5. Background and Calculations

5.1. Flow diagram of the program suite

digraph foo {

adnite2[shape=egg, label=<<B>adnite2-gui</B>>, color=blue, fontname="helvetica", penwidth=2]
adnite2g[shape=egg, label=<<B>adnite2-cli --graphics</B>>, color=blue, style=bold, fontname="helvetica"]
adnite2r[shape=egg, label=<<B>adnite2-cli --rst</B>>, color=blue, style=bold, fontname="helvetica"]
rst2html[shape=egg, label=<<B>rst2html</B>>, color=blue, fontname="helvetica", penwidth=2]
rst2pdf[shape=egg, label=<<B>rst2pdf</B>>, color=blue, fontname="helvetica", penwidth=2]

conf[label="Cofiguration-\nFile", shape=parallelogram, fontname="helvetica", penwidth=2, color=black]
input[label="GUI-Input", shape=parallelogram, fontname="helvetica", penwidth=2, color=red]
loc[label="Location\nSqlite3-DB", shape=parallelogram, fontname="helvetica", penwidth=2, color=black]
param[label=< <B>Parameter File</B> >, shape=parallelogram, style=bold, color=blue]

png[label="png-\nimages", fontname="helvetica", shape=parallelogram, color=red, penwidth=2]
rst[shape=box, label="rst-table", shape=parallelogram, color=blue, penwidth=2, fontname="helvetica"]
pdf[label="pdf", fontname="helvetica", shape=parallelogram, color=red, penwidth=2]
html[label="html", fontname="helvetica", shape=parallelogram, color=red, penwidth=2]

conf -> adnite2;
input -> adnite2;
loc -> adnite2
adnite2 -> param;
param -> adnite2g;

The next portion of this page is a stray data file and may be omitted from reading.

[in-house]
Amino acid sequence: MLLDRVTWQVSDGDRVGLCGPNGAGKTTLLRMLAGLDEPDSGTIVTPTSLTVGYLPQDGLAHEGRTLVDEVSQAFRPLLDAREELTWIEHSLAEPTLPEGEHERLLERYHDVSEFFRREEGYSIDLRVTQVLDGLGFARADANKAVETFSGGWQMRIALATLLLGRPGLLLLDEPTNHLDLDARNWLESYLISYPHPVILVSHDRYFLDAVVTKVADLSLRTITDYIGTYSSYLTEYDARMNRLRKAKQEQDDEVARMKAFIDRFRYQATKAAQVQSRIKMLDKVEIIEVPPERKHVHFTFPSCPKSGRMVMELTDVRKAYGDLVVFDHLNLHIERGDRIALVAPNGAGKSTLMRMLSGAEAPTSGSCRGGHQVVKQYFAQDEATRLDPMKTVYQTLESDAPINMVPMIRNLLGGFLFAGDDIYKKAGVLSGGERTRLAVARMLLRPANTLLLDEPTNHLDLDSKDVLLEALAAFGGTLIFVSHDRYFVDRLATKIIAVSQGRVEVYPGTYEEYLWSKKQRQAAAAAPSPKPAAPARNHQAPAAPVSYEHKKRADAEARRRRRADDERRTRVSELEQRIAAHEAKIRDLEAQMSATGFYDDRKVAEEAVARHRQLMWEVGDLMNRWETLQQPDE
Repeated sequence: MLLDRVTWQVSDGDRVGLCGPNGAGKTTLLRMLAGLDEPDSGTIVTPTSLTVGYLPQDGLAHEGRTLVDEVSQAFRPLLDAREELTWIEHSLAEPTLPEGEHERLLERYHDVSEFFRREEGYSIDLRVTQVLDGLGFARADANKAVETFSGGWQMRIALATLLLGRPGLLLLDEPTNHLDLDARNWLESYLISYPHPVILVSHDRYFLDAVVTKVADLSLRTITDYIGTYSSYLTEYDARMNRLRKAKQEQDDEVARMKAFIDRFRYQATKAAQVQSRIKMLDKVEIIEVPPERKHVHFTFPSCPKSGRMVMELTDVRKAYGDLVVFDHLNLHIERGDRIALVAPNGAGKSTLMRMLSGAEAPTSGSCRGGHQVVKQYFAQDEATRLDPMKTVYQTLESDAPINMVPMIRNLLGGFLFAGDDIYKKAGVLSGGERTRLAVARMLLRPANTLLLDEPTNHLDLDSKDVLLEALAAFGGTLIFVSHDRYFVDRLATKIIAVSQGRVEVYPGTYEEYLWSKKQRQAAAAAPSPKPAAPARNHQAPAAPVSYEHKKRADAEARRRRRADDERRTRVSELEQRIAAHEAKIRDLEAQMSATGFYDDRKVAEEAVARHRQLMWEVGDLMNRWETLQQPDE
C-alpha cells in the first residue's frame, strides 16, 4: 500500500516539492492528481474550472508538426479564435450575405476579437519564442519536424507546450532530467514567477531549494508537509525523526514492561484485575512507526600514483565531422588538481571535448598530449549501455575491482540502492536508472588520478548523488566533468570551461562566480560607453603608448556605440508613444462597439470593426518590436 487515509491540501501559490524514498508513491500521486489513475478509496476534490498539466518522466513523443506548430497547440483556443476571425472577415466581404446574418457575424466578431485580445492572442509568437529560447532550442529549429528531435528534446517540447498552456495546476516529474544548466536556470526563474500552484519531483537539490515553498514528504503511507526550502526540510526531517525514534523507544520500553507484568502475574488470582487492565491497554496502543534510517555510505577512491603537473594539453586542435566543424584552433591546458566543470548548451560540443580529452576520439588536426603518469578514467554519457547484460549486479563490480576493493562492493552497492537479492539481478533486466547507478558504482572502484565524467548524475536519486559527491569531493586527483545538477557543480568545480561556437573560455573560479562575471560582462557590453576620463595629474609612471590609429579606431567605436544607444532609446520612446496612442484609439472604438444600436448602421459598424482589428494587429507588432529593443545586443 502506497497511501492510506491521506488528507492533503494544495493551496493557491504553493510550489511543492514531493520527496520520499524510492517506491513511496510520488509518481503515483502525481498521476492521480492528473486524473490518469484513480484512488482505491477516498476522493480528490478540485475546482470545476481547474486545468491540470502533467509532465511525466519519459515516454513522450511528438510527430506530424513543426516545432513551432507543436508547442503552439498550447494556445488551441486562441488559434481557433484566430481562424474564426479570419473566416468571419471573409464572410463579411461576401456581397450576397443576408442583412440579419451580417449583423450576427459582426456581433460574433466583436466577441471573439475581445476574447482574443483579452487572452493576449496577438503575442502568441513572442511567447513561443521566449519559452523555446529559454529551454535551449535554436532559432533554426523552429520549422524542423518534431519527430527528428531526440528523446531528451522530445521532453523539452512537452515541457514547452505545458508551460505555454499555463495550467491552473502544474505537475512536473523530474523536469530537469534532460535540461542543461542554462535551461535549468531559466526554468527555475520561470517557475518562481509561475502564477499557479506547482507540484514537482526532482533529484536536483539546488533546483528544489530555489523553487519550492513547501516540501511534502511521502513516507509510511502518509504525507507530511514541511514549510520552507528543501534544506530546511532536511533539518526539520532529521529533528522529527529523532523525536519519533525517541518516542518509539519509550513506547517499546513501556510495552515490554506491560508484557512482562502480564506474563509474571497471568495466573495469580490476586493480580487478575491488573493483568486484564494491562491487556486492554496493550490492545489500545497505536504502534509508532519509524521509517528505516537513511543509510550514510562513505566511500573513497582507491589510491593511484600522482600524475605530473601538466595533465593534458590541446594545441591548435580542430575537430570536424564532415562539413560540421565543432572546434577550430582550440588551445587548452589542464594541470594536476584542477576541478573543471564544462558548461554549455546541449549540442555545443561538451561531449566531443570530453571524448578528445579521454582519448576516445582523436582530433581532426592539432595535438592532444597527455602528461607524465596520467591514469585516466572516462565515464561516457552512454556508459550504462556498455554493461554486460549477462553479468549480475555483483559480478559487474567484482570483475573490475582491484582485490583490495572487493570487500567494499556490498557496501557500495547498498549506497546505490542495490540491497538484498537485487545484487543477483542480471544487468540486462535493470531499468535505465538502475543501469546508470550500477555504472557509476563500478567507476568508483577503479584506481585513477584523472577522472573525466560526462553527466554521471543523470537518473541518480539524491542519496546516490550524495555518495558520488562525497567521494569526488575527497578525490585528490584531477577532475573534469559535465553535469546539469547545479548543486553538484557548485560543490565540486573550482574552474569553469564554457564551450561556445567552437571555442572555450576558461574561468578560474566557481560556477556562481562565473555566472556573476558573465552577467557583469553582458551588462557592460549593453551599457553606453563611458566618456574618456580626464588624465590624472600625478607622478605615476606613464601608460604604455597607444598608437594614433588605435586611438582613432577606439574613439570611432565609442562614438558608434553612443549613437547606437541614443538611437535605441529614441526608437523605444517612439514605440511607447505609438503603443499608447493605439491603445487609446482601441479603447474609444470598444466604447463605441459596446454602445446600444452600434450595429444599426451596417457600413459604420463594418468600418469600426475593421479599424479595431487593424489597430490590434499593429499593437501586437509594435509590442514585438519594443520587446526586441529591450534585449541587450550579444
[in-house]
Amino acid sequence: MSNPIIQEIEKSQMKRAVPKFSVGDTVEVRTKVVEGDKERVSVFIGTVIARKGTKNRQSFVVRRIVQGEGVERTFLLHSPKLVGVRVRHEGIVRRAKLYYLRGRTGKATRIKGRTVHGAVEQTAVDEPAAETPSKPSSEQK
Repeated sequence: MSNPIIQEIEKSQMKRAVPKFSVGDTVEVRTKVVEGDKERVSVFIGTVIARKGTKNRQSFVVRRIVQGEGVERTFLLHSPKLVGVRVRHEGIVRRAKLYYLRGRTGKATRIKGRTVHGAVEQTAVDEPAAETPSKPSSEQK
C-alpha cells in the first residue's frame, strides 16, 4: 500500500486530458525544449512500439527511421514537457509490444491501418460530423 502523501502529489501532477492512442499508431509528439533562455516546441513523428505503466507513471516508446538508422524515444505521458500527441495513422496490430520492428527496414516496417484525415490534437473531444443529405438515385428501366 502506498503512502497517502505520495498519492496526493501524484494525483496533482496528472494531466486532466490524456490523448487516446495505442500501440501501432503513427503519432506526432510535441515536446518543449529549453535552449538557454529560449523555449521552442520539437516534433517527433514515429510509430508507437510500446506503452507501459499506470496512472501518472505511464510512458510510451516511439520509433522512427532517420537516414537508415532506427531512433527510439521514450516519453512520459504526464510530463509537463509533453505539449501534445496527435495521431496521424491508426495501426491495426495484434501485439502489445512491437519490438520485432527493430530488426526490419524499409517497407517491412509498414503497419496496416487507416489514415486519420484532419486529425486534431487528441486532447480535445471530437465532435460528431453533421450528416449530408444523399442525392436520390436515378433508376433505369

param -> adnite2r;
loc -> adnite2g;
loc -> adnite2r;
adnite2g -> png;
adnite2r -> rst;
png -> rst2html;
rst -> rst2html;
png -> rst2pdf;
rst -> rst2pdf;
rst2html -> html;
rst2pdf -> pdf;

5.2. Astronomic caculations

Astronomic caculations were done with help of the pyephem library

To get the “right” night following the actual day all calculations are centered about mean local midnight (MLM):

MLN = 12\; UTC - \lambda_{deg} /15.0

MLM = MLN + 12\; UTC

(MLN .. mean local noon).

5.2.1. Sunrise, sunset, moonrise, moonset

To render the results of the The United States Naval Observatory (USNO) [1] following procedure was applied according to Naval Observatory Rising and Settings

  • Observer at the height of the horizon (e.g. sea level)
  • Calculation is done for the upper limb of sun and moon
  • No air pressure p_0 = 0
  • altitude of the horizon h=-0°:34' (taking care of the mean apparent sun radius and for the average atmospheric refraction).

5.2.2. Twilight times

  • No air pressure p_0 = 0
  • Calculation is done for the center of the sun.